Where is it?

The Flow Country in Caithness and Sutherland. About as far north as you can go on the Highland Railway Line is the UK’s largest peatland storing more carbon than all of our forests and woodlands combined. A landscape of bogs, dark peaty pools, streams and rivers. If all goes well it will become a future UNESCO World Heritage Site.

Why do you go there?

As a peatland scientist, I went there to carry out research. I return to wander and celebrate year-on-year the gradual recovery of the Flows to their natural state.

In researching my book Peat and Whisky, I uncovered stories of illicit distilling and whisky smuggling. In the past, Flow Country peat-flavoured whisky was made at Glenmorangie and Brora. It was once used to make Octomore, the peatiest whisky in the world.

How often do you go?

Whenever I am passing en route to the Orkney ferry or Thurso. A quick hike along the Dubh Lochan trail leads to a space-age viewing platform where you look out across the natural pool systems to the Ben Griams. In autumn, the colours are simply stunning.

How did you discover it?

I became aware of the Flow Country in the 1980s when commercial forestry companies arrived to drain the bogs, plough and plant.

Afforestation was stopped, the damage reversed and led by the RSPB, trees are now being removed and drains blocked. As a scientist I arrived to study the restored bogs as they recovered and once again began to lock up atmospheric carbon dioxide.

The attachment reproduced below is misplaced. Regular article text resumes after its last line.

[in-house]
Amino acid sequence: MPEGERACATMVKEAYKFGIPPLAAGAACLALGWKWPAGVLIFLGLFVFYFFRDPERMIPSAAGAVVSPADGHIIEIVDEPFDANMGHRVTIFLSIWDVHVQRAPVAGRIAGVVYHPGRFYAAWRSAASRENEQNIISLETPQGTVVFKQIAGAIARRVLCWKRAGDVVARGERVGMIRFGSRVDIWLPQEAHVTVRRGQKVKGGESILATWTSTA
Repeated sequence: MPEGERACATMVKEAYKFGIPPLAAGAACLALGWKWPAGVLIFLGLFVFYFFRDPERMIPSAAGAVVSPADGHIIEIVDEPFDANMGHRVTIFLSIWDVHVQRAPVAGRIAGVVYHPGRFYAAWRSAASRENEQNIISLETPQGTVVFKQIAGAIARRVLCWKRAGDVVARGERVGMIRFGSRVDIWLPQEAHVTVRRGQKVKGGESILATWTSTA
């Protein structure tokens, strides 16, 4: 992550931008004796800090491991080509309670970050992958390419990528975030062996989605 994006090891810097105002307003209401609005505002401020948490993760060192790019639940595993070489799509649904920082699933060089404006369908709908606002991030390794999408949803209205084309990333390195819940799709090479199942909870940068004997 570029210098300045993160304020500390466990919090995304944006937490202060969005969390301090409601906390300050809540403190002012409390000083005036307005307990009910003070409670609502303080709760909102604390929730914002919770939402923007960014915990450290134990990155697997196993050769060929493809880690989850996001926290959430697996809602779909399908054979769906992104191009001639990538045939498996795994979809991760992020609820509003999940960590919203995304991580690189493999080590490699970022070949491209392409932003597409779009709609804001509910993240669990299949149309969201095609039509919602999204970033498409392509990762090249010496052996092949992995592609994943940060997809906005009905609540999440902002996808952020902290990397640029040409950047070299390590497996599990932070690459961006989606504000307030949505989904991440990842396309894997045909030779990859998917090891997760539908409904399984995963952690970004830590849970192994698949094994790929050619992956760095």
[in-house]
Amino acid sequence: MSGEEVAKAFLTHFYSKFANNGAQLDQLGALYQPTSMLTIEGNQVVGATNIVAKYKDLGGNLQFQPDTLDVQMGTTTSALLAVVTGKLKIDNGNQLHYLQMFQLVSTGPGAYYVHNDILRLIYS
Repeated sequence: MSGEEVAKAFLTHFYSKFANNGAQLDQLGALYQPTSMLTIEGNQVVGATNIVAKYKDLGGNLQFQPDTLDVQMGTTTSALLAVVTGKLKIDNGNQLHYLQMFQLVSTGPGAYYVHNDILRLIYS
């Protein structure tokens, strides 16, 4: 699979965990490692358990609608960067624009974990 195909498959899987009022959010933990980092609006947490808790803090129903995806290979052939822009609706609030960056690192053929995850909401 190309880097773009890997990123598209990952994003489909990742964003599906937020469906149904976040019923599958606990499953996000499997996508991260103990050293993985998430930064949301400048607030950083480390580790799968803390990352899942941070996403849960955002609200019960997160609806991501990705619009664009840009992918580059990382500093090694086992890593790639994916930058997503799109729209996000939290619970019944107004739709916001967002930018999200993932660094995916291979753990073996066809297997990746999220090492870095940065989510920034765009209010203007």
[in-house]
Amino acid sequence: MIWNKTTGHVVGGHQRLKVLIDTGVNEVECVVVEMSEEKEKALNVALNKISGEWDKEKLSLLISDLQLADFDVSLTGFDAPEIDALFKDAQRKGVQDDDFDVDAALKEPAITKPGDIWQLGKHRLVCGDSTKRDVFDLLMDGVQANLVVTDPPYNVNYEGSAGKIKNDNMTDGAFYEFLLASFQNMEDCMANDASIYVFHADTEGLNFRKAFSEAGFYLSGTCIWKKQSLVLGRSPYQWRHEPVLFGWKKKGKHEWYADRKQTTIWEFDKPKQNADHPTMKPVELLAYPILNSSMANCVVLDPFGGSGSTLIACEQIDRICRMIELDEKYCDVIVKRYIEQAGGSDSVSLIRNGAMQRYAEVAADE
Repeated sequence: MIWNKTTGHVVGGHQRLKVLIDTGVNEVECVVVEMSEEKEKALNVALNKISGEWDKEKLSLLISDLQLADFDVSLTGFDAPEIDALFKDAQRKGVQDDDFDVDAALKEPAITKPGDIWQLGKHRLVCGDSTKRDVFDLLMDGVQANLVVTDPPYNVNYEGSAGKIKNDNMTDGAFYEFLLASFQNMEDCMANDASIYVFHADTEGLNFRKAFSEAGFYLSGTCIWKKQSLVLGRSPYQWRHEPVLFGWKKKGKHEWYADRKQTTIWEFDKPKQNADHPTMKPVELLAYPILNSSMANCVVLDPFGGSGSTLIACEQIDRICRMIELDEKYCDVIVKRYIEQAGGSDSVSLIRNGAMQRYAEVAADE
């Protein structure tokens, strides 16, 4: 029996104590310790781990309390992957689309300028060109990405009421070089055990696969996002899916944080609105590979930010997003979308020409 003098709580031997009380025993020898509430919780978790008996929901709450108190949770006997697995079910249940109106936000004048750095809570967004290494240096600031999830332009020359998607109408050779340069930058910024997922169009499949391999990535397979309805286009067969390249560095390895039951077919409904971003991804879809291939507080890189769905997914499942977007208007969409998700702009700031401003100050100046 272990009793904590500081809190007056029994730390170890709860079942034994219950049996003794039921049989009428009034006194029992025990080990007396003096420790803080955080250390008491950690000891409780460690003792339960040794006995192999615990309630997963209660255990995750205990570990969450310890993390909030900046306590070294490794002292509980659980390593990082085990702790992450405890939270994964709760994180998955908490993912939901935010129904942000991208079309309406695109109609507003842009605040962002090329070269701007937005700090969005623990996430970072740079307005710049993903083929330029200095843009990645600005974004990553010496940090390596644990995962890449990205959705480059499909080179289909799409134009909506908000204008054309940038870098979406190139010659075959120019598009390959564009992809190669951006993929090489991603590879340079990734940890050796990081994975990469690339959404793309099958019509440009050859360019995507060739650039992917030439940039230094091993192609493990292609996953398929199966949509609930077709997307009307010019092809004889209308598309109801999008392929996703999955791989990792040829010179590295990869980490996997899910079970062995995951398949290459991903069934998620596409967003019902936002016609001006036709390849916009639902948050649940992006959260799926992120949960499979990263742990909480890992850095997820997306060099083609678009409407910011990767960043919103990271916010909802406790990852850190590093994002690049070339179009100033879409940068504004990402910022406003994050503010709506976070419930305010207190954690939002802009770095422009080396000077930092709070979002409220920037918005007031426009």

The Herald:  Scientist and author Mike Billett Scientist and author Mike Billett (Image: Mike Billett)

What’s your favourite memory?

Making gas flux measurements on a cold, late afternoon in early winter. As the sun set and the temperature dropped our instruments lost power and got slower. It was windless, planets appeared and then stars. Finally, having completed our task, we packed up and walked back to the sanctuary of our vehicle across a frosty, starlit landscape. Field science in dark December. Unforgettable … and cold.

Who do you take?

Fellow scientists or whoever is daft enough to follow me into the peatlands.

What do you take?

Sunscreen, insect repellent, hat, thermals, waterproofs, bog boots, lunch, notebook (delete as appropriate, but not the last three). And maybe even a hipflask … What do you leave behind?

As few footprints as possible. The Flow Country is a fragile landscape and scientists need instruments and feet on the ground.

It’s something we work hard to minimise; collecting data helps us understand these vital ecosystems.

Sum it up in five words.

Watery, windy, wild, wonderful ... vastness.

What other travel spot is on your wish list?

A return to Sulitjelma, a former Norwegian mining town just north of the Arctic Circle.

A place of high mountains, ice caps, fast-flowing glacial streams and biting insects. It was here that I studied rocks and made maps for my PhD thesis. I want to return to see how the landscape has recovered from its mining and smelting past, and see what ghosts still lurk in the shadows.

Peat and Whisky: The Unbreakable Bond by Mike Billett (Saraband, £12.99), is out now


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